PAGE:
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Commentary: Buffalo Not Defined by Sports Teams

By Chet Mais

Buffalo, NY – I like sports. Sports provide terrific entertainment, and let's face it, some of the best programming on commercial television is provided by professional sports. Athletic achievement at a high level is difficult to attain and worthy of respect. Personally, ice hockey seems so difficult to play that I don't see how anyone can do it! And Ted Williams was right: it is very difficult to hit a pitched ball. There's no question that losing the Sabres would be a bad thing for several reasons

Having said all that, I must also say that I get pretty impatient with the silly notion that a city's worth or self-esteem is dependent upon the presence of a professional sports franchise. We've all heard these bromides: "Without the Bills we're just Toledo." Jerry Sullivan presented a variation on this recently in the Buffalo News when he said that losing the Sabres would make us a "one-sport" city like Green Bay. Big deal! What are the things that make a city important or great? They are, in no particular order: business and commerce, ethnicity, neighborhoods, culture, restaurants, research and education, architecture, communications, etc. Definitely last on the list is sports. It is the icing on the cake and nothing more. Obviously I'm speaking of the larger world out there beyond sports.

Ironically, Buffalo was a great city before it ever had a big-league franchise. If anything, we probably look pathetic in our attempts to keep the two franchises going as the area continues to suffer economically. The Guest House of the Cleveland Clinic has the elevator instructions printed in English and Arabic for the obvious reason that a lot of visitors from the middle east go there. For many decades the Cleveland Orchestra has brought prestige to the city, even as that city's river burned! Does anyone seriously think that if Cleveland is known and respected in Berlin, Paris, Pakistan or wherever that it's because of the Browns or the Indians?! Again, I'm speaking of the larger world. Places like New Orleans and San Francisco have been famous, important cities for a very long time. This fame predates their gaining big-league franchises. Consider the varied ethnicity, restaurants and music of New Orleans. San Francisco had its style and panache long before Y.A Tittle became a star for the Fortyniners. On the other hand, Oakland has had a great deal of athletic success with the A's and Raiders, but it will always be the city across the bay from San Francisco.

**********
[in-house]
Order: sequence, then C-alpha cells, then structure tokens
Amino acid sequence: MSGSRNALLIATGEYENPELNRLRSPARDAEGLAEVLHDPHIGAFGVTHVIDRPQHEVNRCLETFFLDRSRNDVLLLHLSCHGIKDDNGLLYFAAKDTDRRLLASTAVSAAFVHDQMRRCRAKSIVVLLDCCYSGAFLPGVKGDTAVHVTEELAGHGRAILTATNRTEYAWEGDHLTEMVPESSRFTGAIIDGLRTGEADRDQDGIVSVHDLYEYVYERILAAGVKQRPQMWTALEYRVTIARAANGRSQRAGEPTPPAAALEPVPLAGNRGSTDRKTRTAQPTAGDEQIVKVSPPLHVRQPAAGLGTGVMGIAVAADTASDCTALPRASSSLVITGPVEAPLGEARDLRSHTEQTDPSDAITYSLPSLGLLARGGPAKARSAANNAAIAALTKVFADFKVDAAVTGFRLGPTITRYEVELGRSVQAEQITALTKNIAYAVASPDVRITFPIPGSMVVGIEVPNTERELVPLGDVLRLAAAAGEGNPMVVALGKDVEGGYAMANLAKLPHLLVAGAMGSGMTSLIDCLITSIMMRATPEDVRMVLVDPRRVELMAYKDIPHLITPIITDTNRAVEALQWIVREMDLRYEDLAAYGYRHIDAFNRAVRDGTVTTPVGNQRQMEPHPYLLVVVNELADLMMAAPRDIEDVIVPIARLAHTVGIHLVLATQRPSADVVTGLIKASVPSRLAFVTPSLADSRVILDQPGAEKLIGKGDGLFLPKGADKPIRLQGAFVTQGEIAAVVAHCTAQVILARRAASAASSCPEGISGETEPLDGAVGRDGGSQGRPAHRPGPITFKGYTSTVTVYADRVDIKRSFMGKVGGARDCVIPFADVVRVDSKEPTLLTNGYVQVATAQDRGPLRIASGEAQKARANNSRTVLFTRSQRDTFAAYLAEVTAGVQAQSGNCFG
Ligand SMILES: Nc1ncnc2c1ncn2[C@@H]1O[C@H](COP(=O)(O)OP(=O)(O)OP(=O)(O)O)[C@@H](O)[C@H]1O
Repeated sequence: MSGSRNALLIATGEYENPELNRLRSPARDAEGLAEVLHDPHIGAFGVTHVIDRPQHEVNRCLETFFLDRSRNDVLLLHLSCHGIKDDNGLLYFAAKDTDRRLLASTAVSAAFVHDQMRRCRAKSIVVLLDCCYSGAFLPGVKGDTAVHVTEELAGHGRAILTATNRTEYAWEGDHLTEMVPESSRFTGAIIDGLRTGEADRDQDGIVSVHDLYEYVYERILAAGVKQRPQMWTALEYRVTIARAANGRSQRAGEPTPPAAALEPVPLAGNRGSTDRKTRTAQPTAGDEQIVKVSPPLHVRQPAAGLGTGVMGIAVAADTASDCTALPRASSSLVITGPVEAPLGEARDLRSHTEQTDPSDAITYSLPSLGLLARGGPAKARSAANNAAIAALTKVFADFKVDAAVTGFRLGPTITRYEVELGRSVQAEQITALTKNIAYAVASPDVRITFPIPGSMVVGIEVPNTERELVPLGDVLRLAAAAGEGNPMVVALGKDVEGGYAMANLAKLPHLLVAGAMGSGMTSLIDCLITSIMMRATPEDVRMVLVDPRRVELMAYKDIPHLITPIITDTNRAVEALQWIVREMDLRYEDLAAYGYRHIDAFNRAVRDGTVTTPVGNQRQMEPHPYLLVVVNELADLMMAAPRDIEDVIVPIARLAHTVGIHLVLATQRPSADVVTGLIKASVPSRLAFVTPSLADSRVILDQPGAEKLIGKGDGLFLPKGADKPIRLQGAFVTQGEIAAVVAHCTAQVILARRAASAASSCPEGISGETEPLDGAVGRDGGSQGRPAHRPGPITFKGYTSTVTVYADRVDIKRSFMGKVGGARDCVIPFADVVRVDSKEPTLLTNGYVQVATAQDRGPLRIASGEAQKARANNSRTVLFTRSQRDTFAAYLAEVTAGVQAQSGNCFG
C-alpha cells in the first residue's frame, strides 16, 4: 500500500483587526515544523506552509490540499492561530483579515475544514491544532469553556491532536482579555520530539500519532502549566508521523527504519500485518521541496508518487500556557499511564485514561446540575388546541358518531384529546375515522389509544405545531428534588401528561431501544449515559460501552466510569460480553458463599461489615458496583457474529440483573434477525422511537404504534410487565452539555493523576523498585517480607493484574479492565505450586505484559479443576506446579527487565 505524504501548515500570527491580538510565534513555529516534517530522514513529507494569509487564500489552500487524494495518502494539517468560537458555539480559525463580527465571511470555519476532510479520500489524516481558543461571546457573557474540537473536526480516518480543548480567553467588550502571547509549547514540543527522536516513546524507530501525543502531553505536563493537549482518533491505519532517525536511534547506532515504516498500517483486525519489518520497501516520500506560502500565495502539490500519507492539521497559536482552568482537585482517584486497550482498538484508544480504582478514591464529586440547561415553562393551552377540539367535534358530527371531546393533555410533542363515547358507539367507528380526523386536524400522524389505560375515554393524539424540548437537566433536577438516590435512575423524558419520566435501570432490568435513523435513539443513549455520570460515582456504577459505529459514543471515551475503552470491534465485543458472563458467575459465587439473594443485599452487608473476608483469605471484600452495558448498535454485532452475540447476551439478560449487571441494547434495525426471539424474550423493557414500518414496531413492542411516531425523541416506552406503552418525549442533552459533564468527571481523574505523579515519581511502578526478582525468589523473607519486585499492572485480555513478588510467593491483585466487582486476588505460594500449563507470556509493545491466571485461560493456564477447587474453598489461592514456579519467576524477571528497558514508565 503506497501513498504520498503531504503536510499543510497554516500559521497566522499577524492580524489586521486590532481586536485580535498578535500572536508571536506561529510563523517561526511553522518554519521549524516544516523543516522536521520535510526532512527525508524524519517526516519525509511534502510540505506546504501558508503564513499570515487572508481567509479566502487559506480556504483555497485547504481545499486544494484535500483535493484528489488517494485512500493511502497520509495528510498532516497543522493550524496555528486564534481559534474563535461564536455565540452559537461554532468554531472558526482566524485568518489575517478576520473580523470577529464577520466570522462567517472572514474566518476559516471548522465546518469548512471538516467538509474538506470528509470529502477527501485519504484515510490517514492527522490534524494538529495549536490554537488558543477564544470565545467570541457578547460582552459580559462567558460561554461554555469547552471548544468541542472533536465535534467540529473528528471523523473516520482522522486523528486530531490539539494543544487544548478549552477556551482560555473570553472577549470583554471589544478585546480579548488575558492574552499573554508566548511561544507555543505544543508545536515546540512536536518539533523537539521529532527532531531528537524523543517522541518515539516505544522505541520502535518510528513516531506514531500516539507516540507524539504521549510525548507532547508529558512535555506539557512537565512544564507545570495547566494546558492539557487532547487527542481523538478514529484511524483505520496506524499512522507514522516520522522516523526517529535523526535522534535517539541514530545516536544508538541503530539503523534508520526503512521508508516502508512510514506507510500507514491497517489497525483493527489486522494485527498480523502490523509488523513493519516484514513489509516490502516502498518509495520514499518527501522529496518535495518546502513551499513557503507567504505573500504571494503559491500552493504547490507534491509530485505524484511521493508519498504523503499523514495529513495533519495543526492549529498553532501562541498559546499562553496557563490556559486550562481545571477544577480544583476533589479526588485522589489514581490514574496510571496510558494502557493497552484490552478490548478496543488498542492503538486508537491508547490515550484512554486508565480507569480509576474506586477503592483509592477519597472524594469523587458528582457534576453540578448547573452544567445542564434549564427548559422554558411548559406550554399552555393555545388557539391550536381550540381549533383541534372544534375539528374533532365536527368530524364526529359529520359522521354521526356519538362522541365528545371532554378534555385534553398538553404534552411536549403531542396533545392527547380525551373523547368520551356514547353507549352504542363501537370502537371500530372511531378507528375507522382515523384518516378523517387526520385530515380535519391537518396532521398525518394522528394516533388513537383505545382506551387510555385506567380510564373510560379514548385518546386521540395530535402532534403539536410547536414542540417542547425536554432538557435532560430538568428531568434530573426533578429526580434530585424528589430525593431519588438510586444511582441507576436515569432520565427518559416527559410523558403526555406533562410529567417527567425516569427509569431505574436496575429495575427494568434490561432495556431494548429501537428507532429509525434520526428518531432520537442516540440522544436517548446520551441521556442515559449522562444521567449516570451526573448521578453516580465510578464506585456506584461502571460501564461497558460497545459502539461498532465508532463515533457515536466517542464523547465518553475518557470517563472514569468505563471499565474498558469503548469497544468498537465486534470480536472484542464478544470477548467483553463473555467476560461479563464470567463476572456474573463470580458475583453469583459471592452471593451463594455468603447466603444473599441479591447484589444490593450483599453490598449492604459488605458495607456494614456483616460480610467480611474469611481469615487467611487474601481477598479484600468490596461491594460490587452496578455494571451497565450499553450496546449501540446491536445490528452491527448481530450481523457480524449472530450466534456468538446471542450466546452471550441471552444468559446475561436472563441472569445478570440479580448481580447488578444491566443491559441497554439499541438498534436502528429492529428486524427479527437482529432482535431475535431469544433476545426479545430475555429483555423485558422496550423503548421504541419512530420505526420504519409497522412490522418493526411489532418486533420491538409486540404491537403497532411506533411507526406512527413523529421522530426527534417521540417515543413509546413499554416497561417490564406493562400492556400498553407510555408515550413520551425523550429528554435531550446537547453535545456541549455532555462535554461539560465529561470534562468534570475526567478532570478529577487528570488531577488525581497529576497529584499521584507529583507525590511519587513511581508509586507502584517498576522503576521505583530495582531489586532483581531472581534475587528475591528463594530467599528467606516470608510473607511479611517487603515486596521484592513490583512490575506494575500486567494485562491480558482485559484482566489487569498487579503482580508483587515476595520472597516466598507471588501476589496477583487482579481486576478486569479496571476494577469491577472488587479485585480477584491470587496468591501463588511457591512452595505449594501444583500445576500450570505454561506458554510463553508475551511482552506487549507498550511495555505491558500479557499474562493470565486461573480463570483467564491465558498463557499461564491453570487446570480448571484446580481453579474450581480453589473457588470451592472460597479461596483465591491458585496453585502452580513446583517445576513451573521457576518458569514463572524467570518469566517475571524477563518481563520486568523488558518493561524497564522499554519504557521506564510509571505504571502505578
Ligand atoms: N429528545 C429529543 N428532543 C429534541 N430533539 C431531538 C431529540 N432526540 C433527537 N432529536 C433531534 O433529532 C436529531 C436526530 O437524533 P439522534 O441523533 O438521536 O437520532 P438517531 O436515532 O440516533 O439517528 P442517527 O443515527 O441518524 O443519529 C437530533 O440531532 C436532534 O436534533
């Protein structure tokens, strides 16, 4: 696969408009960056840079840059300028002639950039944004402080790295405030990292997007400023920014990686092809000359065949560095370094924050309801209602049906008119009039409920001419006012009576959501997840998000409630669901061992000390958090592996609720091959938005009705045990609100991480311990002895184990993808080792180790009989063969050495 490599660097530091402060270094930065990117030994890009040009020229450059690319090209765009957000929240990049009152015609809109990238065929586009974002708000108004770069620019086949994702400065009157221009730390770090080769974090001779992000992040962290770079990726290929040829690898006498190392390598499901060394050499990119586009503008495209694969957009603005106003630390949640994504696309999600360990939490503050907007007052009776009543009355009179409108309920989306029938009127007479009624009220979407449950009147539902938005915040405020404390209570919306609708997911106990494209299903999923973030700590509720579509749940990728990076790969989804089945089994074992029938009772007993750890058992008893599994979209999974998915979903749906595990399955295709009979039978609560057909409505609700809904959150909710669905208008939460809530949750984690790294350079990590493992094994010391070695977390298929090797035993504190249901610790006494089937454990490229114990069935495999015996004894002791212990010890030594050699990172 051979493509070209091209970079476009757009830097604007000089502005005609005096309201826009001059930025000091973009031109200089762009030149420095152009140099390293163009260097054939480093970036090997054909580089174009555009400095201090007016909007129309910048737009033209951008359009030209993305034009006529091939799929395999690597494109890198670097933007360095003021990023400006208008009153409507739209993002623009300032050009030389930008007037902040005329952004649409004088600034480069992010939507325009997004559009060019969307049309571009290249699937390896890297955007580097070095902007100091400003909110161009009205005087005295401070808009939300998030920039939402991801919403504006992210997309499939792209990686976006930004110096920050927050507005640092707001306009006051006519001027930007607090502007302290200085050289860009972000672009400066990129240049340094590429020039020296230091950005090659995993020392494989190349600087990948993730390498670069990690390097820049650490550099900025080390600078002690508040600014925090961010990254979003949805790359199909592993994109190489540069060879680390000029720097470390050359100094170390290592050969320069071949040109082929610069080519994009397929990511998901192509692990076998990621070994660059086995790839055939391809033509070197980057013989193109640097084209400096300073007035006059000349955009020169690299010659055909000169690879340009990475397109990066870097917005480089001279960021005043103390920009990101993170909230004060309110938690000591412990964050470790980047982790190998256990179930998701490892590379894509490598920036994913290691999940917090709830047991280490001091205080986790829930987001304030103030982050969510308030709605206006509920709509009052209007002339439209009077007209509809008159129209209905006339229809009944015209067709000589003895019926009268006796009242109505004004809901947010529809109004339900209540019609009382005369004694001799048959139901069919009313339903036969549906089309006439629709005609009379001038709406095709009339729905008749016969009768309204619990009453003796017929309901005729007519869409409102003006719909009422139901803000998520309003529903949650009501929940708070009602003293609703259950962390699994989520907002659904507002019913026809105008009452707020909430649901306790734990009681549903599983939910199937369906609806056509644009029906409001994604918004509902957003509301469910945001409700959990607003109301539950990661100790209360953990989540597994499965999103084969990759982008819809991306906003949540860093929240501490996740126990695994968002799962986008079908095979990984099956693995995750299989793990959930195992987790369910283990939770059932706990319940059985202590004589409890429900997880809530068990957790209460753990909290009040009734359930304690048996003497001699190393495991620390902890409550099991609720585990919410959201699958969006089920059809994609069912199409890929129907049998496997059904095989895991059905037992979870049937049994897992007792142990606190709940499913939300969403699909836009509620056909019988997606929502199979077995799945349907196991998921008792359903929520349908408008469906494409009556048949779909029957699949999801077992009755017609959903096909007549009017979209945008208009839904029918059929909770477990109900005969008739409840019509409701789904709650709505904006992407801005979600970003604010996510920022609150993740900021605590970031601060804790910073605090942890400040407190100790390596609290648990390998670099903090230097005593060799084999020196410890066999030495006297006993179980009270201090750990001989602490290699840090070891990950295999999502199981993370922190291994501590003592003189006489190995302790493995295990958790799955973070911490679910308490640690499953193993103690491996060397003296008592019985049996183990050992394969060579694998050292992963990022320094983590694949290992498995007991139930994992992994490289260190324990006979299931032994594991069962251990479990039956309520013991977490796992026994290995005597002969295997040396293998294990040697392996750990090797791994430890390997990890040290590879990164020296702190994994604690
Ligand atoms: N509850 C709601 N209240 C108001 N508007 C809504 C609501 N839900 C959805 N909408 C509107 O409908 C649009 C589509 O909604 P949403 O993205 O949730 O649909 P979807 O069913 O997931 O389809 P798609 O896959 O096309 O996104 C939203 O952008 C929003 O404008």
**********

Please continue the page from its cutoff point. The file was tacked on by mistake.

It's astounding to think of all the wonderful things in this small city, a city that is sometimes down but never out, a city that sometimes seems to take three steps forward and two back. My God, we probably have more professional theatre companies per capita than any city in the country. The Albright-Knox continues to give us a great deal of national and international attention. Lesser-known organizations such as the CEPA Gallery and the Hallwalls Contemporary Arts Center bring attention to our area. The Just Buffalo Literary organization is one of just a handful of such organizations in the country. There's no way a small city such as ours could have an orchestra as good as the Philharmonic, but we have it. We have three,yes three public radio stations-somewhat unusual for a small city. And I haven't even mentioned architecture.

Buffalo is not a backwater. We are not a pathetic place. We're real, and we don't need sports franchises to validate us. People who leave here often want to come back because of the good atmosphere and the friendliness. I know someone who's lived in Rome for years, and whenever she comes back she says how lucky we are to be here. Even if were to lose both the Bills and the Sabres (an awful thought, to be sure!) we'd still be a far cry from Green Bay. By the way, Toledo has a good museum which has given that city far more prestige than........the Mud Hens!.

Listener-Commentator Chet Mais is a professor of music at Daemen College in Amherst.